The Goose and the Golden Eggs. There was an old woman who had a goose that laid a golden egg for her each and every day. The woman, however, was very greedy: she concluded that the goose must have a goldmine in his guts and, hoping for even more gain, she killed him on the spot. Then, when she inspected his guts and found only one golden egg in there, she realized she had been deceived by her own foolish hopes and cried, "Woe is me: what guilt I feel for the crime I have committed! Not being content with my moderate profit, I have gone and lost it all."
Anser et Ova Aurea. Anus quaedam anserem alebat, qui illi quotidie ovum aureum excludebat. Anus avarissima, existimans anserem habuisse in visceribus fodinam auream, cupiditate commota, anserem confestim interfecit et, cum viscera perscrutabatur et unicum tantum ovum deprehenderat, spe sublactata inani, exclamabat, "O me infelicem, tantae crudelitatis consciam, quae, non modico contenta lucro, iam omnia perdiderim."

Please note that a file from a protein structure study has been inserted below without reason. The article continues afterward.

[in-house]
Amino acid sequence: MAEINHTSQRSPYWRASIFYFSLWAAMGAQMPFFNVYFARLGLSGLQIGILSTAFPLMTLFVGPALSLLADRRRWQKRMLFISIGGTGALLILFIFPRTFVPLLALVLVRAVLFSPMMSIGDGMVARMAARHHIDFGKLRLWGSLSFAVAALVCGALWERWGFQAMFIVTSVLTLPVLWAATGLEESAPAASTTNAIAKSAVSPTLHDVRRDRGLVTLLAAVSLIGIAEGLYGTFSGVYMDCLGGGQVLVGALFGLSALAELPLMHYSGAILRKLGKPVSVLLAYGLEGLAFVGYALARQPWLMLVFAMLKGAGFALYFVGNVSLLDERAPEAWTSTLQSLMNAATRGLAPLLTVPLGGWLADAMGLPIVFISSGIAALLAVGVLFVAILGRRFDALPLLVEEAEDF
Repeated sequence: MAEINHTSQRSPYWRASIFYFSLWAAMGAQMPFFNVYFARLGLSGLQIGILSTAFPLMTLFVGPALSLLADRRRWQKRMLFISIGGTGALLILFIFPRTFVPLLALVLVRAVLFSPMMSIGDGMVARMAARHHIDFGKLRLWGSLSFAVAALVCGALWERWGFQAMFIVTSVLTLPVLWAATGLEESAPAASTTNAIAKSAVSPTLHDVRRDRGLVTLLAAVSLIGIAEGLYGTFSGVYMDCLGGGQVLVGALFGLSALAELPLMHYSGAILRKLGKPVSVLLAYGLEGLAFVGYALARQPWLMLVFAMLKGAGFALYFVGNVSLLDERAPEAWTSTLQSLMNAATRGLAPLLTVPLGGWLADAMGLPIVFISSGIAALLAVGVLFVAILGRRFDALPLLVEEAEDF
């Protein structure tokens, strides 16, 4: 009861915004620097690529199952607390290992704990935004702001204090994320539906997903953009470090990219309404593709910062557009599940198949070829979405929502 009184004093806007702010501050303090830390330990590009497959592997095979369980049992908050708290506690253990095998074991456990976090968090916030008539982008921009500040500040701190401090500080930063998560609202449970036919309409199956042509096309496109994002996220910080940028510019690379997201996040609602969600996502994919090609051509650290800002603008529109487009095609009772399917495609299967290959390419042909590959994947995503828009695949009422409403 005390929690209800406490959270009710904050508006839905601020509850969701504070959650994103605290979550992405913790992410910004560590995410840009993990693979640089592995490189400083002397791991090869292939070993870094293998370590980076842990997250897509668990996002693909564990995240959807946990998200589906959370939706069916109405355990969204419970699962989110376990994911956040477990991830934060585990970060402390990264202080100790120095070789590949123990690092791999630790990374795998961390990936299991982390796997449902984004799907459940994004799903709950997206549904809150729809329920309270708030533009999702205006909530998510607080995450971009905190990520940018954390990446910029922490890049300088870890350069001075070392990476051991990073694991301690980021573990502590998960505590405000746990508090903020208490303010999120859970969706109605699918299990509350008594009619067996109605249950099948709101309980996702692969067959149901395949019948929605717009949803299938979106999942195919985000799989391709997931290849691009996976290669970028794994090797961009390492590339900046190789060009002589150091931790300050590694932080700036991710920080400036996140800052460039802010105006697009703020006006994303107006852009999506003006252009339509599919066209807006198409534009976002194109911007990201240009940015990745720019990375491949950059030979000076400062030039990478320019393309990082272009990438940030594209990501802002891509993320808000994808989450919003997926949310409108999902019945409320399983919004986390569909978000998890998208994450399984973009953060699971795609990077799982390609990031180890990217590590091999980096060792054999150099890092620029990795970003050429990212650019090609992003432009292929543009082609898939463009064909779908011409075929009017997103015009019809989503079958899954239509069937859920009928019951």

Notes. This is Barlow 96, which is Perry 87 in Perry's classification scheme. This is one of the most famous of all the Aesop's fables, although many people do not realize that "the goose that laid the golden eggs" is part of the Aesopic tradition. For an intriguing Indian parallel, consider the jataka tale of the bird with the golden feathers.